Southwest Airlines returns to Metro Jackson June 6
Apr. 7, 2021
Source: Mississippi Business Journal, ANDY KANENGISER
Mississippians making summer travel plans are considering Southwest Airlines as a thrifty alternative in 2021. Southwest jets return to serve Jackson Wiley Medgar Evers International Airport starting June 6.
After ceasing operations in Jackson in June 2014, Southwest flights return in just two months and that can’t come soon enough. Central Mississippi residents are thrilled to have another travel alternative to reach destinations like Houston and Orlando. There will be flights between Jackson and Atlanta for as low as $59 one-way.
“Southwest Airlines’ pricing and efficiency add a tremendous option to the traveling public,’’ Kevin Russell says. “Southwest’s presence will help keep all airfares in and out of Jackson more competitively priced for the consumer.’’
Belhaven’s vice president for enrollment and marketing, Russell utilized Southwest for years and the Mississippian is eager to make it a travel habit once again. “As a frequent traveler, I love the simplicity of their business model…from boarding to prices to peanuts!.’’
The price to fly anywhere in the USA isn’t cheap. Millions of passengers appreciate airlines like Southwest for trying to keep costs low. And with more than three million COVID-19 vaccines getting in the arms of Americans daily, experts predict a hefty spike for summer and fall trips nationwide. Easter and spring breaks marked the busiest travel time since the pandemic.
With the last member of her immediate family vaccinated, Madison resident Monique Harrison Henderson will board Southwest flights later this year.
“Look out, California, Texas, Colorado, Nevada, New Mexico and beyond,’’ says Henderson, an education consultant and writer. “We are on our way back!’
When Southwest stopping flying out of Jackson, it limited her family’s travel plans. “So often, you can get better airfare deals on Southwest – and with a family of four flying, even just slight variations in airfare costs can really add up quickly!’’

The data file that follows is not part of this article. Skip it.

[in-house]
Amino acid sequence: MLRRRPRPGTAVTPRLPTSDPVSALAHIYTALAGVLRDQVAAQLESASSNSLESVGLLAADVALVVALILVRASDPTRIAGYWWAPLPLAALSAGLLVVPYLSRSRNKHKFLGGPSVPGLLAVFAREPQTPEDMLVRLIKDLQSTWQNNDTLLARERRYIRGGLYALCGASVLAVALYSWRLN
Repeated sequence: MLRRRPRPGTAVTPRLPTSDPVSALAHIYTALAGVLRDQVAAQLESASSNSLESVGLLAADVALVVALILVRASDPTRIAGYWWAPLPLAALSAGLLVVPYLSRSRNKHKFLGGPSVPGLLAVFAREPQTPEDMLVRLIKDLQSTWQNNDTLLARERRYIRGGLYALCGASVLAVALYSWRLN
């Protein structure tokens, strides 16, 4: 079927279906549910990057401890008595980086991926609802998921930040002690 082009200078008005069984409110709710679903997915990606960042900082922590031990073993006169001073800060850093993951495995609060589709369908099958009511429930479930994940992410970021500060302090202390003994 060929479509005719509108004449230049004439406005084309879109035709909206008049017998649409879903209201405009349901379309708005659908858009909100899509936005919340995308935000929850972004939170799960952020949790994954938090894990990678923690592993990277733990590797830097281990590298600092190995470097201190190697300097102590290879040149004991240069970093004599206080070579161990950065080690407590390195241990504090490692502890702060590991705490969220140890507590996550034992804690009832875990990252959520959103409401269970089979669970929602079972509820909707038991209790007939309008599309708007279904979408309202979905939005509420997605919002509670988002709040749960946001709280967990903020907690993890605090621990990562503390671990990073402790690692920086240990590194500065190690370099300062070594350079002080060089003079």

When Monique’s family moved to Central Mississippi from Southern California, they were disappointed there was no longer access to Southwest Airlines here. The airliner began serving the Jackson airport in 1997. Getting back to serve the Jackson airport again is well-timed.
In the months ahead, Americans will hit the road in huge numbers. Getaways are tempting after many lockdowns due to the start of the pandemic in March 2020. Some Southwest summer one-way fares are as low as $49.
Business leaders in Mississippi’s capital city believe the Southwest Airlines revival will spark economic growth.
Jeff Rent, president and CEO with the Greater Jackson Chamber Partnership, forecasts new investments and job creation in the region.
“The additional routes will translate into more passengers visiting the area while making travel easier and more affordable for our residents boosting the quality of life in the Jackson metro.’’
Rent salutes the Jackson Municipal Airport Authority officials for efforts to recruit the high-quality, low-cost airline back to the Magnolia State.
Attorney T. Calvin Wells, a partner in the Jackson office of Phelps Dunbar, welcomes Southwest Airlines.
With a law practice focusing on complex commercial financing and acquisitions for a variety of Mississippi businesses, Wells often travels.
“I was thrilled to learn that Southwest Airlines is returning to Jackson as this is great news for our city. I am one of their biggest fans because of their dependability and the timeliness of their flights’’
It doesn’t just benefit his business travel. “Their low fares allowed our family to take a number of trips that otherwise would not have been possible.’’
Wells hopes many others in the state take his advice. “I would encourage everyone to fly Southwest so that additional destinations might be considered in the future.’’
Nearby a Pearl voter precinct on April 6, James Bailey noted tangible benefits from Southwest’s decision to fly to Jackson again. His older brother, Charles, lives in Houston. Hopping aboard a Southwest airliner would end his 450-mile drives to Texas. And the same for his brother’s long trek to Mississippi.
“When Southwest pulled out, it made my life complicated,’’ says James Bailey, 56, a Brandon resident. Employed in the car business for 33 years before retiring, he said the Southwest exit in 2014 suddenly halted his flights to Orlando and Houston.
Southwest’s renaissance in Jackson, Mississippi will be a good deal for his wife, Rachel, as well. She’s got two brothers who are Houstonians. Those 6.5-hour road trips on interstates in Mississippi, Louisiana and Texas got old for the Bailey family.
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